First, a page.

Pepper Spray CEO Brings School Safety, 'Nonlethal' Product Pitch To Capitol Hill
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“I’m not saying we shouldn’t be looking at other strategies,” McCann said, “but [pepper spray] should be part” of a comprehensive school safety plan. Lawmakers have fiercely debated how best to secure the nation’s schools in response to the Newtown shooting, where a gunman murdered 20 young children and six adults at an elementary school. In response, the National Rifle Association proposed putting an armed police force in every school.
“The only thing that stops a bad guy with a gun is a good guy with a gun,” said NRA Executive Vice President Wayne LaPierre. In January, at least two members introduced legislation that would strike parts of the Gun-Free School Zones Act that make it illegal to “possess or discharge a firearm in a school zone,” as part of an overall movement to train and arm school officials.
Several states already allow administrators and teachers to carry a registered gun with permission from principals, superintendents or other authorities, a loophole provided in that law. President Obama looked to increase security as well, putting $230 million in grants for “improving school security” on his list of executive actions for gun control reforms. In addition to hiring more school counselors to tackle the behavioral or mental causes of violence, Obama sought to extend a Justice Department grant program aimed at hiring law enforcement officials to guard schools.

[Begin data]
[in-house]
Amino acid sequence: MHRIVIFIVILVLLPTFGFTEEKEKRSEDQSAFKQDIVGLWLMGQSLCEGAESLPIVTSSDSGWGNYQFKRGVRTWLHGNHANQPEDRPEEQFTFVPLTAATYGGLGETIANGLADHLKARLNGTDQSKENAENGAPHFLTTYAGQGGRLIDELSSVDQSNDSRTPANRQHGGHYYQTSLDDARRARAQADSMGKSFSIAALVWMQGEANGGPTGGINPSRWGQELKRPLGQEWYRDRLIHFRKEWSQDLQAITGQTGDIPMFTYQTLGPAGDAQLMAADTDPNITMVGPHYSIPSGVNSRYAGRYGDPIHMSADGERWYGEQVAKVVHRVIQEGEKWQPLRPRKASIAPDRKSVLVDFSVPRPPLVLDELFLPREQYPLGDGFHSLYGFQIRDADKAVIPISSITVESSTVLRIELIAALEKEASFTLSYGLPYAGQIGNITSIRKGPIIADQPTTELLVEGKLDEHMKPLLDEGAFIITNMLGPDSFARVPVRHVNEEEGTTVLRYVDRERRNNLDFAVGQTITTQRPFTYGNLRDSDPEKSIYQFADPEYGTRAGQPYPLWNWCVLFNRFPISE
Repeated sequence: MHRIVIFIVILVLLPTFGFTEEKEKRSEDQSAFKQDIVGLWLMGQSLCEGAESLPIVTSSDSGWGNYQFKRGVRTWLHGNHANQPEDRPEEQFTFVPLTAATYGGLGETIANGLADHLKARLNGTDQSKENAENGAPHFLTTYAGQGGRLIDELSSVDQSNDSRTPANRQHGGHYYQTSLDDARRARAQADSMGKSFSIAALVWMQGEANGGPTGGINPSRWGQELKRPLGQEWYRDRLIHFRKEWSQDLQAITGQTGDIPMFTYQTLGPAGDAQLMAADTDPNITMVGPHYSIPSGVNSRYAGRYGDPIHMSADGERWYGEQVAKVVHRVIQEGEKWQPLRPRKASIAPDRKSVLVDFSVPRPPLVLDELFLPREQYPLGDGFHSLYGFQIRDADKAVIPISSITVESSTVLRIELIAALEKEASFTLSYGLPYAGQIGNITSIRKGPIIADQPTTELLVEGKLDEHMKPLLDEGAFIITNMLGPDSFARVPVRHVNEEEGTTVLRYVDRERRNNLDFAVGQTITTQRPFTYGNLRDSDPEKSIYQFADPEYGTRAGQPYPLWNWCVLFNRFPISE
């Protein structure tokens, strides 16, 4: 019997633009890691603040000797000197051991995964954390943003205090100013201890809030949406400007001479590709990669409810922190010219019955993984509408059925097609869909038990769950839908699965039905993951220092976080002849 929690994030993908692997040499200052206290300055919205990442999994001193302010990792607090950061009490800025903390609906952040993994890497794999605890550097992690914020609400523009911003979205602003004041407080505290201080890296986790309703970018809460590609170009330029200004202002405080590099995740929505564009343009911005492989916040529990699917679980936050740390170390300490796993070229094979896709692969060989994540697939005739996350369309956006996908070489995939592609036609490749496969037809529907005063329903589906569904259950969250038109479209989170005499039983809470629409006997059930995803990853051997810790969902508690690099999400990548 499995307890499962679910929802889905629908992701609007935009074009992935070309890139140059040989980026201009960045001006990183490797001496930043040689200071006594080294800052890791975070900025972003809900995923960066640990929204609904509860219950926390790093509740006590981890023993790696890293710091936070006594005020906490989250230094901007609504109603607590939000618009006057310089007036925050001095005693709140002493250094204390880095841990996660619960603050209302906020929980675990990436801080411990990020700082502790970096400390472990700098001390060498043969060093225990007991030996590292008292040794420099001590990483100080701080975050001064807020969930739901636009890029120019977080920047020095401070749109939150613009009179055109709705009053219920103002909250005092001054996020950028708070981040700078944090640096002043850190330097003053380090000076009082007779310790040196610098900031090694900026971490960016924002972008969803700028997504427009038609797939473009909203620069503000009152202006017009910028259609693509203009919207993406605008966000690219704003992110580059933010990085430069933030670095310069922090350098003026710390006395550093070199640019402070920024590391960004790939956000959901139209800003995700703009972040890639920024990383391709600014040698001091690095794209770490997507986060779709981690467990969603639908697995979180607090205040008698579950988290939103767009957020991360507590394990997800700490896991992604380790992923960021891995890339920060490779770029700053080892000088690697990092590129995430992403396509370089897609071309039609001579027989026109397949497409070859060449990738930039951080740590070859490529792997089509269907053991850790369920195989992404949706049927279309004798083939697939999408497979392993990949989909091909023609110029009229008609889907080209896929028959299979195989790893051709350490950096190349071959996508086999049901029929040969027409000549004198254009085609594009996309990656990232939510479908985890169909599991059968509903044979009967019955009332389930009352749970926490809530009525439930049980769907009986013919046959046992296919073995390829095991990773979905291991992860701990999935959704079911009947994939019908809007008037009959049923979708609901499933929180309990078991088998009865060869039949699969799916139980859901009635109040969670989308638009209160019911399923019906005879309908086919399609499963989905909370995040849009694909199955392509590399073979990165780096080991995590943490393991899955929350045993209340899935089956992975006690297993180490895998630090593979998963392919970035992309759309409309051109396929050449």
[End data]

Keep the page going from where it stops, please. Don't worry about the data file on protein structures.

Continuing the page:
The White House also suggested that school districts could spend federal money on creating emergency plans and “purchase school safety equipment” — and that’s where Mace comes in. “It’s easy to implement, easy to train people on and very cost-effective,” McCann said of his company’s products, adding that the members and staff he met with seemed very receptive to the idea of rolling out nonlethal solutions to violence. “It was what they wanted to hear.”